I watched the moment of landing on the proverbial tiny black and white TV. My mother and sister were mildly interested and watching with me, my father was outside. I was filled with excitement and trepidation, building until “Tranquility Base here…” and I leaped up to run and tell my father.
He was outside, talking with a neighbour. When I rushed up and burst out that they had landed on the Moon, he barely nodded, ans seemed almost amused at my excitement. He kept on talking with the neighbour, a man he only knew slightly, and approved of less.
Still excited, I ran back to the television. My sister and mother had seen what they wanted to see and had left. I watched the broadcast to the end by myself.
In the half century since, we seem to have retreated from ambition and energy. Careful critical thought has given way to superficial emotion, popularity, and empty show. Great discoveries and advances have been made, but most of the population don’t care. Their attention is caught by shiny devices, exciting entertainment, and flashy celebrities.
So this anniversary, as great as it is, feels sad to me. A fin de siecle reminder of what we once dared attempt. In my imagination, the crowds leave the party. Go home, and look for the next distraction. The history, the future that might have been, and the sadness of the loss will wash over them without notice, leaving nothing.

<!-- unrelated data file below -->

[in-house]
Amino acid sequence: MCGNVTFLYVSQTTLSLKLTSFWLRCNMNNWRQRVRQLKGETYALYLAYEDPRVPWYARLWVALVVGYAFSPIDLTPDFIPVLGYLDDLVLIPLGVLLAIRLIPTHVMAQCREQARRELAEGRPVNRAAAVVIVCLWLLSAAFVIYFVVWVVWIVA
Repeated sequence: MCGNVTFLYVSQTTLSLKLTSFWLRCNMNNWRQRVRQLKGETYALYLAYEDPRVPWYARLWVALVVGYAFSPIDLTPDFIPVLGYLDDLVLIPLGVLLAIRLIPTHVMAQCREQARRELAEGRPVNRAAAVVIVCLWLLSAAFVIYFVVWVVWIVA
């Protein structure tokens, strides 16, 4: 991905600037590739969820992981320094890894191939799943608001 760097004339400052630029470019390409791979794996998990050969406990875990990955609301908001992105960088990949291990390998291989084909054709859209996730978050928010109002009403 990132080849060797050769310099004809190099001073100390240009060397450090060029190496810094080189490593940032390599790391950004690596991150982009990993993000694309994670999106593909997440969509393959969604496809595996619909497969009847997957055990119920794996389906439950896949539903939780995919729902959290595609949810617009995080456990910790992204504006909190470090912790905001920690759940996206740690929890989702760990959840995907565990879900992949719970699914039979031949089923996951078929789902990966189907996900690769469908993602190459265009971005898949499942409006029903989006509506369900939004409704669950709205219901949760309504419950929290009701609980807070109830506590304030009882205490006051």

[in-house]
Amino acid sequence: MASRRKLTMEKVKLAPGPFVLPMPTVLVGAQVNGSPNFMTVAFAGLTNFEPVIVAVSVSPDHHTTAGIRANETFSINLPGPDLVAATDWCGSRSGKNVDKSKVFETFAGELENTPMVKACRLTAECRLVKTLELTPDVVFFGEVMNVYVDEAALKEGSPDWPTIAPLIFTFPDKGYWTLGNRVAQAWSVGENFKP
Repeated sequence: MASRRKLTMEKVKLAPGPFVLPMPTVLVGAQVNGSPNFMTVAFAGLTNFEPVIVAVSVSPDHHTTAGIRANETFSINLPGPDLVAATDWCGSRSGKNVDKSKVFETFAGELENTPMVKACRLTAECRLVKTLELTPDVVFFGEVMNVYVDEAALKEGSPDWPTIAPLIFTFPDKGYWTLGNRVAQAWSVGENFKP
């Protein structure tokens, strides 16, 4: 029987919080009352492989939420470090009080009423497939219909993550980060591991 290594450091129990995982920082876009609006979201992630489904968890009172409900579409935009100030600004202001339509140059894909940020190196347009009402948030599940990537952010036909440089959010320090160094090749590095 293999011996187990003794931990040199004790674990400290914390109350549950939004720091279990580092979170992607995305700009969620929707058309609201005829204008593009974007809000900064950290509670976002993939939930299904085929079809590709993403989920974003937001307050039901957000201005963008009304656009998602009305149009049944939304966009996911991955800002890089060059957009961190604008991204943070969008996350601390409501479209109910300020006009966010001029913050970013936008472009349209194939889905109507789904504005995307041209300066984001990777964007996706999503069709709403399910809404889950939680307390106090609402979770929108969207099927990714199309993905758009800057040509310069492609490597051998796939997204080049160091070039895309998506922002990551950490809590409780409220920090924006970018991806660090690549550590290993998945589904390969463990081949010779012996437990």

In the summer of 1969, I was an 8-year old at Camp White Pine, in Haliburton Ontario. There were never any televisions at camp, except on July 20, 1969, when they placed two B&W televisions on ladders in the Rec Room, and a few hundred campers squished on the floor to watch the moon landing.
All my friends wanted to be astronauts. But astronauts had all trained as air force pilots, and that didn’t suit me. I remember thinking that the people in mission control, and the scientists who were telling the astronauts what to do were the people to follow.